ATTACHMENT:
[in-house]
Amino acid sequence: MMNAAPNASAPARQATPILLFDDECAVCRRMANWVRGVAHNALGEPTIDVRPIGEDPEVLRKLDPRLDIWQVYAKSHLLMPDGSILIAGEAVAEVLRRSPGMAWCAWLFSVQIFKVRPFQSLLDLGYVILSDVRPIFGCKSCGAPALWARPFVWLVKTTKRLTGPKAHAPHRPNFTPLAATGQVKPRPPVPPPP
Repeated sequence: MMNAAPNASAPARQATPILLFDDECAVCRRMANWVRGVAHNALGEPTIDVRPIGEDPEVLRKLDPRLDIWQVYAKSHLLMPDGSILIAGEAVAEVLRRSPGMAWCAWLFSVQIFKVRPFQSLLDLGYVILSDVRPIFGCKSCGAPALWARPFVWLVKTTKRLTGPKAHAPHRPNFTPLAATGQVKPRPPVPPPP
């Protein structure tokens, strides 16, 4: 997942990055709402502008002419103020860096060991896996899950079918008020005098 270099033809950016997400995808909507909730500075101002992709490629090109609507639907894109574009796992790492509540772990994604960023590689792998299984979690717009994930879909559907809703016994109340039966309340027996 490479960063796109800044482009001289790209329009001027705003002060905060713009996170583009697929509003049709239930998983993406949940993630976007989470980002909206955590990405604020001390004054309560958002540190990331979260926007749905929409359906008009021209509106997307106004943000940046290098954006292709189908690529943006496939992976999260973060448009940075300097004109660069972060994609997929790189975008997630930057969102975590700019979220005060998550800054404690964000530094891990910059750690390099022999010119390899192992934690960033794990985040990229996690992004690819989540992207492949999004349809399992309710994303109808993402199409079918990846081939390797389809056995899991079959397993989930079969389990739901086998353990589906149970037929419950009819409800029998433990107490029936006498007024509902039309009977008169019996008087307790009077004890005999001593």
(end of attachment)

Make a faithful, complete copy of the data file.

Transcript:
[in-house]
Amino acid sequence: MMNAAPNASAPARQATPILLFDDECAVCRRMANWVRGVAHNALGEPTIDVRPIGEDPEVLRKLDPRLDIWQVYAKSHLLMPDGSILIAGEAVAEVLRRSPGMAWCAWLFSVQIFKVRPFQSLLDLGYVILSDVRPIFGCKSCGAPALWARPFVWLVKTTKRLTGPKAHAPHRPNFTPLAATGQVKPRPPVPPPP
Repeated sequence: MMNAAPNASAPARQATPILLFDDECAVCRRMANWVRGVAHNALGEPTIDVRPIGEDPEVLRKLDPRLDIWQVYAKSHLLMPDGSILIAGEAVAEVLRRSPGMAWCAWLFSVQIFKVRPFQSLLDLGYVILSDVRPIFGCKSCGAPALWARPFVWLVKTTKRLTGPKAHAPHRPNFTPLAATGQVKPRPPVPPPP
């Protein structure tokens, strides 16, 4: 997942990055709402502008002419103020860096060991896996899950079918008020005098 270099033809950016997400995808909507909730500075101002992709490629090109609507639907894109574009796992790492509540772990994604960023590689792998299984979690717009994930879909559907809703016994109340039966309340027996 490479960063796109800044482009001289790209329009001027705003002060905060713009996170583009697929509003049709239930998983993406949940993630976007989470980002909206955590990405604020001390004054309560958002540190990331979260926007749905929409359906008009021209509106997307106004943000940046290098954006292709189908690529943006496939992976999260973060448009940075300097004109660069972060994609997929790189975008997630930057969102975590700019979220005060998550800054404690964000530094891990910059750690390099022999010119390899192992934690960033794990985040990229996690992004690819989540992207492949999004349809399992309710994303109808993402199409079918990846081939390797389809056995899991079959397993989930079969389990739901086998353990589906149970037929419950009819409800029998433990107490029936006498007024509902039309009977008169019996008087307790009077004890005999001593």